Commercials peddling personal sound amplifiers (PSA) may spark your interest if you struggle while listening to the television, conversations and other noises happening at a distance. These small devices amplify noises, according to claims, so that you can watch television without disturbing others or hear conversations in even noisy environments. But you should be careful when you order a personal sound amplifier because it is not a hearing aid and it functions different than a hearing aid.
Both these PSAs and hearing devices can amplify noises, making it easier to hear. But to make up for hearing loss or impaired hearing, you need a hearing aid. If you choose a personal sound amplifying device instead, you could be ignoring the undering cause for your hearing loss. It is never a smart idea to self diagnose, so if you are experience any level of hearing loss, see a doctor and be evaluated.
In order to set people straight on the difference between the devices, the US Food and Drug Administration (FDA) set forth definitions and guidelines in February 2009. These guidelines state that the purpose of a personal sound amplifier is for non-hearing impaired people to amplify noises for recreational use, including hunting, eavesdropping or watching television. The devices should not be used to compensate for any level of hearing loss and are not meant for constant, daily use. The FDA also does not regulate these amplifiers because they are not meant to treat hearing loss. Hearing aids and cochlear implants are regulated by the FDA through premarket reviews and requirements. Hearing devices manufacturers also must comply with strict guidelines regarding the labeling of products. Because PSA are not so strictly regulated, they can make claims, or omit information, on the packaging. Many personal amplifier packages do not distinguish themselves from a behind-the-ear hearing aid, so if a consumer is not careful, they could end up purchasing a personal sound amplifier believing it is a hearing aid.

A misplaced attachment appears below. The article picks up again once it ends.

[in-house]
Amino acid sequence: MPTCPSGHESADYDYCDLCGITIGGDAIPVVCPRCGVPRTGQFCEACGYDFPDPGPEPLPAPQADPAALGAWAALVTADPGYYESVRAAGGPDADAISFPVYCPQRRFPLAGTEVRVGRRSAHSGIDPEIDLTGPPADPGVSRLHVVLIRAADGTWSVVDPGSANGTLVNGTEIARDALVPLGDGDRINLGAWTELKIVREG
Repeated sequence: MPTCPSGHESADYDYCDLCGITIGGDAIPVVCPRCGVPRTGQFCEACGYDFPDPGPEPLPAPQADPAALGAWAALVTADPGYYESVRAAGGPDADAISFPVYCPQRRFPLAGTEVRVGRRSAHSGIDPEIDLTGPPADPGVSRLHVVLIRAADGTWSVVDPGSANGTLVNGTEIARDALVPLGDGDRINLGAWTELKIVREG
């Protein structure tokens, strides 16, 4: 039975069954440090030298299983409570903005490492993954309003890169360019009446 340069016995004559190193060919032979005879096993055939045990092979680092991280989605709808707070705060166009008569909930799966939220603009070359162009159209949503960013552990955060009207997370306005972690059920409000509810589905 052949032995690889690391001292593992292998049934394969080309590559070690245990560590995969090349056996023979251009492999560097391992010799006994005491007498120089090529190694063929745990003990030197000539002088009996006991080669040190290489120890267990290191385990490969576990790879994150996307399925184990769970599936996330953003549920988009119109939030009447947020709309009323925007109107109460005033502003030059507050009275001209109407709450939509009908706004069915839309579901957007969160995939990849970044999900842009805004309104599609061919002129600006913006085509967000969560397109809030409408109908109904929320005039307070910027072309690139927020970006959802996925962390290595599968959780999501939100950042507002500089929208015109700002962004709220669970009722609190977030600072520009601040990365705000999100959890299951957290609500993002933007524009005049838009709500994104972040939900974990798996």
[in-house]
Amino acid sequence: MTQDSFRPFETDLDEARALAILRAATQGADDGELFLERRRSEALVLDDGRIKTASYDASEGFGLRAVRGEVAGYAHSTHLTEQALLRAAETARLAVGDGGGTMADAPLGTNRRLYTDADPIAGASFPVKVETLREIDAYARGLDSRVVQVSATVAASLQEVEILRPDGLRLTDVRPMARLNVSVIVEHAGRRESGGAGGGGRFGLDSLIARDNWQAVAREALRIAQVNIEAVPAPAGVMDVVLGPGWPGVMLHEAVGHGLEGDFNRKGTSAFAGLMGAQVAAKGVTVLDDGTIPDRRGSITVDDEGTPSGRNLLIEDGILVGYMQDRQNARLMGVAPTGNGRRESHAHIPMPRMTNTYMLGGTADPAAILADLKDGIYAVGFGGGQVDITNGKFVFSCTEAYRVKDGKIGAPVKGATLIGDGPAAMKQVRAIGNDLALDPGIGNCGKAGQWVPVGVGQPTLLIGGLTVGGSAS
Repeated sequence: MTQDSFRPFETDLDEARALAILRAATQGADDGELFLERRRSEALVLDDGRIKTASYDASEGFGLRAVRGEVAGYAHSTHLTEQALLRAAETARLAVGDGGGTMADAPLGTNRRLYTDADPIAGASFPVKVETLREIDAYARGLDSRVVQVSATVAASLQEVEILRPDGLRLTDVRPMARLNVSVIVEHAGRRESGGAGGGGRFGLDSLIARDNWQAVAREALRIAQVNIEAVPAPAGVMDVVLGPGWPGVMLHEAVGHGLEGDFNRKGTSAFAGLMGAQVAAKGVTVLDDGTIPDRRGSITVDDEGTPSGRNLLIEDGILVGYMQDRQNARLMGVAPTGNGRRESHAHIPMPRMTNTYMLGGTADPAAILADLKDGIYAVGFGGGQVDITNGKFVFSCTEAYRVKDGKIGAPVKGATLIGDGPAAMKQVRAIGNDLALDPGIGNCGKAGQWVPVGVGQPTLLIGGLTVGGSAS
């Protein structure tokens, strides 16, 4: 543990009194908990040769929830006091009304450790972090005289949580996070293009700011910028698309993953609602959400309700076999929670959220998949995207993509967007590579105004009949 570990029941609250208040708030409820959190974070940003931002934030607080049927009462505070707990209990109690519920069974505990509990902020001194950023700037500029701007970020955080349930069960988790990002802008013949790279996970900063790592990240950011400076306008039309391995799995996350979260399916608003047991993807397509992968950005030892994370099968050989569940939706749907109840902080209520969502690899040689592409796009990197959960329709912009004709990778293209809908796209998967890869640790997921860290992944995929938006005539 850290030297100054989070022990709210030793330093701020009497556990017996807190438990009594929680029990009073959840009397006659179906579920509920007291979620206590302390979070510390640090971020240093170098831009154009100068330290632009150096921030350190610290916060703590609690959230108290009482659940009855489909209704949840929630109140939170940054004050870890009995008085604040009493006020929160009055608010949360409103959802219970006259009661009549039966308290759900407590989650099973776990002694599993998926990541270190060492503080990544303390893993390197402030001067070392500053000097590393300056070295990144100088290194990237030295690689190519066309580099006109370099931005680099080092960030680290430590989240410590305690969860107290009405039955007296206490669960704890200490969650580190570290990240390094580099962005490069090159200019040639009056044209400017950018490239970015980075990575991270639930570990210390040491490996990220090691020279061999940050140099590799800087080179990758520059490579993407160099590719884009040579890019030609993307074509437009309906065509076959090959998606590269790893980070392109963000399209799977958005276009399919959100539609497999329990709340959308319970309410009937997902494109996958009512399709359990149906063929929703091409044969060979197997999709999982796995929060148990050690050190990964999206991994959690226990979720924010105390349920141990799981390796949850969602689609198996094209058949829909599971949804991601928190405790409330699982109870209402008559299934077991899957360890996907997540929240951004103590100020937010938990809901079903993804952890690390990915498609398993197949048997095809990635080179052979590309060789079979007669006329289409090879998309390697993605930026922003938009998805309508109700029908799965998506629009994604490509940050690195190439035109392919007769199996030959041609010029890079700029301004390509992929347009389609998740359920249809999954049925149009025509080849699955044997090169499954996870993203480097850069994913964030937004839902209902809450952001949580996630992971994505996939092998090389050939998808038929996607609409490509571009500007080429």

These are not inherently good or bad. It is up to the consumer to understand what type of product he or she is purchasing and for what use. If you have hearing loss, get yourself to a doctor. That way you can find out if you need a hearing device. A personal sound amplifier may help in certain situations, but it is unwisely to rely on a device that is not designed for treatment or aid. But, there are situations in which each of us has probably wished we could hear a little better, whether it's hunting, listening in on another person's conversation or babysitting a child in the next room, which in all these cases, a PSA would work just fine.